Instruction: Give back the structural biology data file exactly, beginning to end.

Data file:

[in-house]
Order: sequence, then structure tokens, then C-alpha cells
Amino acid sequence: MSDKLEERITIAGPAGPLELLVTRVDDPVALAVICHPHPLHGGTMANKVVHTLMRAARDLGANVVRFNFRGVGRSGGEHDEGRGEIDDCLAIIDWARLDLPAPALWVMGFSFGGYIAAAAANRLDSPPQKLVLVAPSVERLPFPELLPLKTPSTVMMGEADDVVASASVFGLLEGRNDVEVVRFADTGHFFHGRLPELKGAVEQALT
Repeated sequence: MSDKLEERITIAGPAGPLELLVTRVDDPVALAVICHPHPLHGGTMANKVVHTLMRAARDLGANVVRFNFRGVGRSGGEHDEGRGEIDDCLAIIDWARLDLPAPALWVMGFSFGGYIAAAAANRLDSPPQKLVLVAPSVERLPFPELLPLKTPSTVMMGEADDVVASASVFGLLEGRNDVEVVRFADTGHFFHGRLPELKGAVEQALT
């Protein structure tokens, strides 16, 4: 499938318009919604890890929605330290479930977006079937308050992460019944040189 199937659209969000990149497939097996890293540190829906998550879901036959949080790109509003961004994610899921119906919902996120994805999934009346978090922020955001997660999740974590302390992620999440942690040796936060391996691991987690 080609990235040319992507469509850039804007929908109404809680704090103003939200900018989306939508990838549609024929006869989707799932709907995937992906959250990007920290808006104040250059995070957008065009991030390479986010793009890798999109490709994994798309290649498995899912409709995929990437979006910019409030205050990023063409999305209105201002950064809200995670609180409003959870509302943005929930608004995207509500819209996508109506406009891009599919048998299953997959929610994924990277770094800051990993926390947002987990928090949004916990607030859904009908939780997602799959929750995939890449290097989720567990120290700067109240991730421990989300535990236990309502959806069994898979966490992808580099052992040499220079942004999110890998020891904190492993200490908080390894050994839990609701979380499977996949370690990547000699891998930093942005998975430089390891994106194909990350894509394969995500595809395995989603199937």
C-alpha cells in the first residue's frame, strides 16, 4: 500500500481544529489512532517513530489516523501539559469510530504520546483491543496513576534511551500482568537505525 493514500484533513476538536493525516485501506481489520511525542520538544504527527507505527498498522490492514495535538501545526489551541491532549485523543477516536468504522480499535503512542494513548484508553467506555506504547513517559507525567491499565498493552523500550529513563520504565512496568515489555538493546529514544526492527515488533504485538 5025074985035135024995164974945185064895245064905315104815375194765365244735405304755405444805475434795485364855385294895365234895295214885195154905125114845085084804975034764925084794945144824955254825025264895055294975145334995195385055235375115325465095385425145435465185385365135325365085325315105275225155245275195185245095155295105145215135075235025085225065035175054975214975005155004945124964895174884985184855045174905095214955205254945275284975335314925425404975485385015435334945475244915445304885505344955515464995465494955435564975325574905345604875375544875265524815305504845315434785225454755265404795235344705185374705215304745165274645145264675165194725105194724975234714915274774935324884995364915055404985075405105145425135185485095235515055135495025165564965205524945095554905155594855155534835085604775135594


[in-house]
Order: sequence, then structure tokens, then C-alpha cells
Amino acid sequence: MSDKLEERITIAGPAGPLELLVTRVDDPVALAVICHPHPLHGGTMANKVVHTLMRAARDLGANVVRFNFRGVGRSGGEHDEGRGEIDDCLAIIDWARLDLPAPALWVMGFSFGGYIAAAAANRLDSPPQKLVLVAPSVERLPFPELLPLKTPSTVMMGEADDVVASASVFGLLEGRNDVEVVRFADTGHFFHGRLPELKGAVEQALT
Repeated sequence: MSDKLEERITIAGPAGPLELLVTRVDDPVALAVICHPHPLHGGTMANKVVHTLMRAARDLGANVVRFNFRGVGRSGGEHDEGRGEIDDCLAIIDWARLDLPAPALWVMGFSFGGYIAAAAANRLDSPPQKLVLVAPSVERLPFPELLPLKTPSTVMMGEADDVVASASVFGLLEGRNDVEVVRFADTGHFFHGRLPELKGAVEQALT
């Protein structure tokens, strides 16, 4: 499938318009919604890890929605330290479930977006079937308050992460019944040189 199937659209969000990149497939097996890293540190829906998550879901036959949080790109509003961004994610899921119906919902996120994805999934009346978090922020955001997660999740974590302390992620999440942690040796936060391996691991987690 080609990235040319992507469509850039804007929908109404809680704090103003939200900018989306939508990838549609024929006869989707799932709907995937992906959250990007920290808006104040250059995070957008065009991030390479986010793009890798999109490709994994798309290649498995899912409709995929990437979006910019409030205050990023063409999305209105201002950064809200995670609180409003959870509302943005929930608004995207509500819209996508109506406009891009599919048998299953997959929610994924990277770094800051990993926390947002987990928090949004916990607030859904009908939780997602799959929750995939890449290097989720567990120290700067109240991730421990989300535990236990309502959806069994898979966490992808580099052992040499220079942004999110890998020891904190492993200490908080390894050994839990609701979380499977996949370690990547000699891998930093942005998975430089390891994106194909990350894509394969995500595809395995989603199937």
C-alpha cells in the first residue's frame, strides 16, 4: 500500500481544529489512532517513530489516523501539559469510530504520546483491543496513576534511551500482568537505525 493514500484533513476538536493525516485501506481489520511525542520538544504527527507505527498498522490492514495535538501545526489551541491532549485523543477516536468504522480499535503512542494513548484508553467506555506504547513517559507525567491499565498493552523500550529513563520504565512496568515489555538493546529514544526492527515488533504485538 5025074985035135024995164974945185064895245064905315104815375194765365244735405304755405444805475434795485364855385294895365234895295214885195154905125114845085084804975034764925084794945144824955254825025264895055294975145334995195385055235375115325465095385425145435465185385365135325365085325315105275225155245275195185245095155295105145215135075235025085225065035175054975214975005155004945124964895174884985184855045174905095214955205254945275284975335314925425404975485385015435334945475244915445304885505344955515464995465494955435564975325574905345604875375544875265524815305504845315434785225454755265404795235344705185374705215304745165274645145264675165194725105194724975234714915274774935324884995364915055404985075405105145425135185485095235515055135495025165564965205524945095554905155594855155534835085604775135594